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Volume 3 Issue 2 | February 2008



Original Forum Editorial

Month in Review: Bangladesh
Month in Review: International
Of food and fuel-- Jyoti Rahman
Wanted: Open minds--Asif Saleh
Myth vs. Reality-- Ahsan Mansur
National security: The democratic model--Mashuqur Rahman and Sikder Haseeb Khan
Photo Feature -- Someone left behind --Koustab Sharma
Manikganj revisited-- Marty Chen
The problem with evil: Addressing 1971-- Tazreena Sajjad
Free and fair?-- Badiul Alam Majumdar
No quick fix-- Forrest Cookson
Looking West--Farid Bakht
The triple bottom line-- Irtishad Ahmad
Not for sale-- Rumi Ahmed
Science Forum
It's No Joke


Forum Home


Wanted: Open minds

Asif Saleh looks for healthy discussion without getting labelled

One of the biggest casualties of the post-1/11 scenario is the loss of a space for a healthy dialog without getting labelled. It seems now people are very afraid to take any firm stand on any issue for the fear of being labelled.

The civil society in Dhaka is fragmented into multiple brackets. How much of it is ideological and how much of it is simply about access? Without packaging people up in multiple labels, it seems not many people are willing to engage in evidence based criticisms and arguments.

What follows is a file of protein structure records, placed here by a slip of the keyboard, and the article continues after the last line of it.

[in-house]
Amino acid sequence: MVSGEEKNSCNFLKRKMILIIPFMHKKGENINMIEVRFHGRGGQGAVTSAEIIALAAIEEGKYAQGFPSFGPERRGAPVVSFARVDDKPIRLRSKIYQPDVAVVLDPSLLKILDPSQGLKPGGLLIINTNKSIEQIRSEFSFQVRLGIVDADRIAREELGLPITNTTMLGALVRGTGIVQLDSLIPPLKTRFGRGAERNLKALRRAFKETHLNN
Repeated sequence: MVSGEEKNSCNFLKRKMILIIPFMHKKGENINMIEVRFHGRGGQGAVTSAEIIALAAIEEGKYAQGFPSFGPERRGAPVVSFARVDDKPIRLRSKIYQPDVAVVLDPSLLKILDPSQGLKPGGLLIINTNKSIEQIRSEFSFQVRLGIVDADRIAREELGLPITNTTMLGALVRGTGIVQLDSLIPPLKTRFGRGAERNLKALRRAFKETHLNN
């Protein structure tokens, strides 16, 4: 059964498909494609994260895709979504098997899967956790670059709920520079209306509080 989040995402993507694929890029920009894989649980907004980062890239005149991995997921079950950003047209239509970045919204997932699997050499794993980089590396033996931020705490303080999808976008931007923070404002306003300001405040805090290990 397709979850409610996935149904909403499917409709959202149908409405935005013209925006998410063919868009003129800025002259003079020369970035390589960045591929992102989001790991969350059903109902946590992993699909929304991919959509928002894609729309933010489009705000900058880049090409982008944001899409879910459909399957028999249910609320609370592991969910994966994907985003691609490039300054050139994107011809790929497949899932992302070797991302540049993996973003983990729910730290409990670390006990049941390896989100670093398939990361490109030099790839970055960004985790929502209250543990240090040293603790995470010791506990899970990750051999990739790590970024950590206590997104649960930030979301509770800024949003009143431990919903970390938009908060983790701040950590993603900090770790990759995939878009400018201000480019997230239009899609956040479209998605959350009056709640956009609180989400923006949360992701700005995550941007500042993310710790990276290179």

Say a good thing about the government, you are automatically branded as stooge of the army. Talk about due process for political leaders, you are branded as someone who wants to go back to pre-1/11 days. Say that religion based politics should not be banned for the sake of democracy, and you are branded as a rajakar/Jamati.

We talk about partisan politics ruining our country, but if you look at the people in the chattering class, you can see the division is much deeper. Are they engaged in any less bickering? Amid all this fragmentation, the real issues of long term solutions are getting lost. Sad thing is that some of the people who are engaged in this myopic exercise are very much capable of bringing up the nuances in the debates. Then why are they not doing that?


In today's Bangladesh, the louder you are in your rhetoric, the more the chance that you will be heard. You will be sought after by the talk shows and you will be noticed. In short, it pays to be rhetorical rather than analytical.

But what do we do as audience and how do we judge people's stand on issues? We can look at the track record for consistency and also how evidence based these people are in their criticisms or adulations. Maybe it is because the nuances of the stand of long term relief as well as providing short term relief is being misinterpreted as being a soft stand. Can we fault human rights activists for not being vocal about alleged torture on Tareque Rahman when they have been vocal about the larger issue police brutality and due process for years and no one paid any attention?

Suddenly, people are noticing now because the victims of such abuse are the high profile political leaders, the very same people who reaped the benefit when the same black system worked in their favour.

Does it make a police torture more of a crime when it is perpetrated against a Tareque Rahman rather than a din mojur Shona Mia? Of course not. But defending Shona Mia's cry won't get you headlines. But dare you not come out with a statement in defending Tareque Rahman's rights; you risk to be branded as someone soft on the army.